We train health care professionals and
the public about ADHD in Adults
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Program Committee: Stephen V. Faraone, PhD, Program Director;
Lenard Adler, MD, David Goodman, MD, Co-Chairs, APSARD Education Committee;
Jonathan Marx, MBA, Media and Marketing Director

ADHD and Entrepreneurship

Kevin Antshel, PhD, ADHD in AdultsOccupational impairments are one of the most common outcomes for adults with ADHD. As a function of ADHD symptoms and associated problems such as psychiatric comorbidities and executive function impairments, adults with ADHD often experience difficulties finding and maintaining jobs and are at increased risk for being unemployed or underemployed. Given the variety of outcomes that are associated with occupational functioning (e.g., quality of life, socioeconomic status and subsequent healthcare access, etc.), efforts to understand ADHD in the occupational setting represent a clinically significant topic. Despite being an environment in which adults with ADHD spend considerable time, very few existing studies have considered how the occupational environment impacts ADHD.

A very recently published paper1 fills this void and examines how young adults with ADHD perceive their occupational environment and the extent to which this environment influences their ADHD symptoms. Using a qualitative research design, one of the primary research questions that the authors investigated was the extent to which certain occupational settings are a better fit for young adults with ADHD. The participants in this study all were young adults with well defined ADHD that was diagnosed in childhood. All participants were ascertained from the Multimodal Treatment Study of ADHD (MTA)2 and were approximately 24 years of age at the time of their qualitative interview.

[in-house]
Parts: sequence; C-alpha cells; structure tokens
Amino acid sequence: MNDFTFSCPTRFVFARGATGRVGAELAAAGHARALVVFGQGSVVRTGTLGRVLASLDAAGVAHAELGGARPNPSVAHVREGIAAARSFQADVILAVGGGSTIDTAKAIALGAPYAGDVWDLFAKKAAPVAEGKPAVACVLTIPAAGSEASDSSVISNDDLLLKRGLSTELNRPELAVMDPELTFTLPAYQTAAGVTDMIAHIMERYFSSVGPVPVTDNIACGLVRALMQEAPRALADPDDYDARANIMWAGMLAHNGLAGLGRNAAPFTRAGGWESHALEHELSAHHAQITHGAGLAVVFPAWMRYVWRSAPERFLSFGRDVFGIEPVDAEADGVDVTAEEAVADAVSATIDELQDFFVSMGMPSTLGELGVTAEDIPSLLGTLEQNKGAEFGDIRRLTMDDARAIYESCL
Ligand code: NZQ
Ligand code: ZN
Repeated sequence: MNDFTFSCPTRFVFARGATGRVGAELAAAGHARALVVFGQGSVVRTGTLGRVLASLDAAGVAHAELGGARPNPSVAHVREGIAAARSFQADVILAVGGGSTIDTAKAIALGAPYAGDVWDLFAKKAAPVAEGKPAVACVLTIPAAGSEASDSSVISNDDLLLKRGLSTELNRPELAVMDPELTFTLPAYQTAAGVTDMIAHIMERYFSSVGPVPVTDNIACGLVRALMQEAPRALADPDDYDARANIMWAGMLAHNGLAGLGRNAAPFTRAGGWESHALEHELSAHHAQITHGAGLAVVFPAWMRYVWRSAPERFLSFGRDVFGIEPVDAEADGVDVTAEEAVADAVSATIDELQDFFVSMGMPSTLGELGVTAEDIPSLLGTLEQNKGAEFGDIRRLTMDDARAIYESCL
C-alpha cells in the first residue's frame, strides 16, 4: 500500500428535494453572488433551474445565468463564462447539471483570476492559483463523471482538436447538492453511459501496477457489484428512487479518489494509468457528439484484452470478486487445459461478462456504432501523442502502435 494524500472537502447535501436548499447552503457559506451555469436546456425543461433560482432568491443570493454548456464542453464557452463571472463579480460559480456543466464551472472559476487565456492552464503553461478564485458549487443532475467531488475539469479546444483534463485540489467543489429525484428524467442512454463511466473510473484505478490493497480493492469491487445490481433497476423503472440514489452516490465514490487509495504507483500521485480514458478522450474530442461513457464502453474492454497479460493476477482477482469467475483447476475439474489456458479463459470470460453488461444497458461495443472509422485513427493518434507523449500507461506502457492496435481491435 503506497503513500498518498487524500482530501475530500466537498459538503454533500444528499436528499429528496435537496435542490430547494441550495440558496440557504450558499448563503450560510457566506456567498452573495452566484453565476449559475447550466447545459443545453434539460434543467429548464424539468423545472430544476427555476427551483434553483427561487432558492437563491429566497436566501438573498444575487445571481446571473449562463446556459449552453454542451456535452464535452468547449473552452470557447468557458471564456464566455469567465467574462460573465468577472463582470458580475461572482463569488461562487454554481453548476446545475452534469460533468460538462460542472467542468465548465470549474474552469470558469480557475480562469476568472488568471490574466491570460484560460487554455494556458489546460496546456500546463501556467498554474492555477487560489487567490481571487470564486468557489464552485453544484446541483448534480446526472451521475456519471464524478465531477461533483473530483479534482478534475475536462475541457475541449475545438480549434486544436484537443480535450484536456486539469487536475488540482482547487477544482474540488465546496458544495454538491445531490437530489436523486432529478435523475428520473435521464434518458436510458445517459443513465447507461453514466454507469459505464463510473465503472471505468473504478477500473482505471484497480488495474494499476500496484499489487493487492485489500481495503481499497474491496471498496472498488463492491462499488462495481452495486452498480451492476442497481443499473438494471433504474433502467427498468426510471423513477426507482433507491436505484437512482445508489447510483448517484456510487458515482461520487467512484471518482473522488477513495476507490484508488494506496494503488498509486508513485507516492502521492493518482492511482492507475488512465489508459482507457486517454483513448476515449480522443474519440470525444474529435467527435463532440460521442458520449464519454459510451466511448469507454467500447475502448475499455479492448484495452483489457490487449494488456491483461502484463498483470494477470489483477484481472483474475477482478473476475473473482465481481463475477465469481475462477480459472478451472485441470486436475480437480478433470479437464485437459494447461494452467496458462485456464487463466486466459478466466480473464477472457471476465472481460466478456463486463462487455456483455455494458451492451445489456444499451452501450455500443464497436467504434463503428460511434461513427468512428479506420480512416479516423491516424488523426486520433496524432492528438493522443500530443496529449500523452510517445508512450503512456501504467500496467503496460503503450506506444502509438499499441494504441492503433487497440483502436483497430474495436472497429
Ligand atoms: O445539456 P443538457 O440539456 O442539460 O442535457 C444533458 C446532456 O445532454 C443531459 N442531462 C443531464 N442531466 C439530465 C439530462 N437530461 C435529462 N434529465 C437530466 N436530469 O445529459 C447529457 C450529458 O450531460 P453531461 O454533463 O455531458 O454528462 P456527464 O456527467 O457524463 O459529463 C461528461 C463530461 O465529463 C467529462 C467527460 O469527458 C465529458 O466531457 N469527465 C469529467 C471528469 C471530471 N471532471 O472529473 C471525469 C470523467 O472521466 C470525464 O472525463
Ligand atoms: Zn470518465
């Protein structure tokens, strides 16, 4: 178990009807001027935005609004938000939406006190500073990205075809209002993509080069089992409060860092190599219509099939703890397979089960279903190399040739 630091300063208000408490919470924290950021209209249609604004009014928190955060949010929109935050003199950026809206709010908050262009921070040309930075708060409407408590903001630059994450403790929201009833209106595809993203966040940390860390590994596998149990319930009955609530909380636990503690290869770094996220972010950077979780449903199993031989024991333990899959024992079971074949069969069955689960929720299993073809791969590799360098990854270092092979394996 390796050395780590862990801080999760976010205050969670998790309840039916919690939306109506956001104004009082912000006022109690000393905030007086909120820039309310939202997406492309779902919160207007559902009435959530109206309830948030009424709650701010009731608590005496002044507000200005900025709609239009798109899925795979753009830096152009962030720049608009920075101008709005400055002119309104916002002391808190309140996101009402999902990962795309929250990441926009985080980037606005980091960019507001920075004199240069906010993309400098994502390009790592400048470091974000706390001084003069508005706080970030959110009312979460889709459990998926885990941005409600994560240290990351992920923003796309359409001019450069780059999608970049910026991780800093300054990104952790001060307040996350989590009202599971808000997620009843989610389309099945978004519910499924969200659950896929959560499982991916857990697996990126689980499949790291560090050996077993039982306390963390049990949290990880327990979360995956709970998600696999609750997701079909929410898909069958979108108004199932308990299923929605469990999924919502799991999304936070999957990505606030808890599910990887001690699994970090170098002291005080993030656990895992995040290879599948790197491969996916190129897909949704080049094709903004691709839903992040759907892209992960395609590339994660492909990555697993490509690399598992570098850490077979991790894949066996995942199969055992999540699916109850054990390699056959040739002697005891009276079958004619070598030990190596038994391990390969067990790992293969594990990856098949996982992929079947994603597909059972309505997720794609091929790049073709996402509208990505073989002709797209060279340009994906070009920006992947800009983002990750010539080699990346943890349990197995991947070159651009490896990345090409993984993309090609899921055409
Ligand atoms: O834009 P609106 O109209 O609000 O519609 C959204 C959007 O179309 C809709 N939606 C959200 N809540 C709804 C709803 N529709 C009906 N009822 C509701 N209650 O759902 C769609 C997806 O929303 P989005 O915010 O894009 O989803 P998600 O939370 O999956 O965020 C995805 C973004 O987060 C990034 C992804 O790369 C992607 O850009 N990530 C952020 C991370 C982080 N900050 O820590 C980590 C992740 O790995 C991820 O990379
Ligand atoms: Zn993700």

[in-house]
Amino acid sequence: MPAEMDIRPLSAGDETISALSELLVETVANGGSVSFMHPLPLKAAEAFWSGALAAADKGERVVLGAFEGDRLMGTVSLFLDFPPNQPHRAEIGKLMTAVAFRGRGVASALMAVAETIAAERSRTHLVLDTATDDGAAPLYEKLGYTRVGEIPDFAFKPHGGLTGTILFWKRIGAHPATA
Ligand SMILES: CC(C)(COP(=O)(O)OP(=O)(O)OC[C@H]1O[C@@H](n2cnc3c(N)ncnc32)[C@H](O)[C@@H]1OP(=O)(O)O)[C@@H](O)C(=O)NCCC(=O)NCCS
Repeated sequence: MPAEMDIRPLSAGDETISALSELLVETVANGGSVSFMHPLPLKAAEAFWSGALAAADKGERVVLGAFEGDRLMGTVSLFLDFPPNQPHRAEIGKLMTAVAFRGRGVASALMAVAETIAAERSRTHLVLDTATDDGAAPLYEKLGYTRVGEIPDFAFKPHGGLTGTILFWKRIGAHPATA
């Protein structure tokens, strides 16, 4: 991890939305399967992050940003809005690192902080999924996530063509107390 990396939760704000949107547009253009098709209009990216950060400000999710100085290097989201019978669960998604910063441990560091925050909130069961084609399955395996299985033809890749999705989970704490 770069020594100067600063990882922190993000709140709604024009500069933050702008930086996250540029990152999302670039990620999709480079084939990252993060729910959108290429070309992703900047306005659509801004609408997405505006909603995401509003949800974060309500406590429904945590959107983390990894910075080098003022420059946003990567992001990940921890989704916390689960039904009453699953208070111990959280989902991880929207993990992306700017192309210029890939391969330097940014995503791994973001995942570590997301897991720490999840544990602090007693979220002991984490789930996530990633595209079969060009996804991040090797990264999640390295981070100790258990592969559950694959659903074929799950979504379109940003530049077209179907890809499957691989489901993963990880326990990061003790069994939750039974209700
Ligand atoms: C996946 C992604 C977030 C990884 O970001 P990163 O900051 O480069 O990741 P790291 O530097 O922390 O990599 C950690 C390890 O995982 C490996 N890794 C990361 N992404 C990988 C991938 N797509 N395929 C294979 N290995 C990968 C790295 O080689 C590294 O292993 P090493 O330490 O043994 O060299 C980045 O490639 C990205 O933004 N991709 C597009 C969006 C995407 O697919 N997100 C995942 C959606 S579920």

The majority of young adults with ADHD reported a connection between occupational environments and ADHD symptoms. While certain work environments intensified ADHD symptoms, other work environments ameliorated symptoms. The importance of the “goodness of fit” between occupational environment and person was a consistent theme that emerged from the qualitative interviews. A view that problems were environmental, not personal, helped to reduce feelings of inadequacy. The young adults with ADHD commonly reported that a highly stimulating environment provided the best person-environment fit. A highly stimulating environment was further operationalized as consisting of some of these elements: stressful work that is novel and requires multitasking, working in a busy and fast-paced environment, completing work that is physically demanding or hands-on in nature, and/or working on tasks that are intrinsically interesting.

The authors concluded that ADHD symptoms are occupationally context-dependent; work environments may either increase or decrease ADHD symptoms dependent upon the “goodness of fit”1. The authors further assert that future research should consider the effectiveness of occupational “fit” as a potential intervention. In my own clinical experiences, I can relate that person-environment fit indeed has a salient impact upon symptom and functioning levels. As I commonly tell parents of children with ADHD, “there is no better intervention than a great teacher who understands your child”. These recently published data suggest that the same principles may hold for young adults, albeit with a different environmental context. This paper is important and reinforces the notion that context “matters”. Rather than ADHD being static, it is more accurate to view ADHD as dynamic and an interaction between the person and the environment.